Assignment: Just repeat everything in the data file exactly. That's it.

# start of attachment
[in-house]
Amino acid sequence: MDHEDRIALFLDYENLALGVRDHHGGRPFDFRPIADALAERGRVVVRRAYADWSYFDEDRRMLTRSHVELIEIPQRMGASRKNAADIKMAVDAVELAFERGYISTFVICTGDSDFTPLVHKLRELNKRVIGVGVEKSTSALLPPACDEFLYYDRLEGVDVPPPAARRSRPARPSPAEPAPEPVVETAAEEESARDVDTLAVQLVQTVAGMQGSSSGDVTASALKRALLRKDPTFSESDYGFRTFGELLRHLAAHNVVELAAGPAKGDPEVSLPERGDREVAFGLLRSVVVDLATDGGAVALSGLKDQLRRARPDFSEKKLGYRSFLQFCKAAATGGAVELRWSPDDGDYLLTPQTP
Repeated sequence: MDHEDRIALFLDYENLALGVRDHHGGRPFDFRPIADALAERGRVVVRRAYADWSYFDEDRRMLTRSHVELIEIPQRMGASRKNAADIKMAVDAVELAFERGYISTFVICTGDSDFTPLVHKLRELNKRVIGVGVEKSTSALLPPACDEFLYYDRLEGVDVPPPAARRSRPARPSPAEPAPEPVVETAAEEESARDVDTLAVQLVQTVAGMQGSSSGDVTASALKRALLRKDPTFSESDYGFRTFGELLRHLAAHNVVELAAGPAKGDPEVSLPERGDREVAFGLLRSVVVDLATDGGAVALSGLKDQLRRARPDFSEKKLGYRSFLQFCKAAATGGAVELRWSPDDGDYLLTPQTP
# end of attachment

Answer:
[in-house]
Amino acid sequence: MDHEDRIALFLDYENLALGVRDHHGGRPFDFRPIADALAERGRVVVRRAYADWSYFDEDRRMLTRSHVELIEIPQRMGASRKNAADIKMAVDAVELAFERGYISTFVICTGDSDFTPLVHKLRELNKRVIGVGVEKSTSALLPPACDEFLYYDRLEGVDVPPPAARRSRPARPSPAEPAPEPVVETAAEEESARDVDTLAVQLVQTVAGMQGSSSGDVTASALKRALLRKDPTFSESDYGFRTFGELLRHLAAHNVVELAAGPAKGDPEVSLPERGDREVAFGLLRSVVVDLATDGGAVALSGLKDQLRRARPDFSEKKLGYRSFLQFCKAAATGGAVELRWSPDDGDYLLTPQTP
Repeated sequence: MDHEDRIALFLDYENLALGVRDHHGGRPFDFRPIADALAERGRVVVRRAYADWSYFDEDRRMLTRSHVELIEIPQRMGASRKNAADIKMAVDAVELAFERGYISTFVICTGDSDFTPLVHKLRELNKRVIGVGVEKSTSALLPPACDEFLYYDRLEGVDVPPPAARRSRPARPSPAEPAPEPVVETAAEEESARDVDTLAVQLVQTVAGMQGSSSGDVTASALKRALLRKDPTFSESDYGFRTFGELLRHLAAHNVVELAAGPAKGDPEVSLPERGDREVAFGLLRSVVVDLATDGGAVALSGLKDQLRRARPDFSEKKLGYRSFLQFCKAAATGGAVELRWSPDDGDYLLTPQTP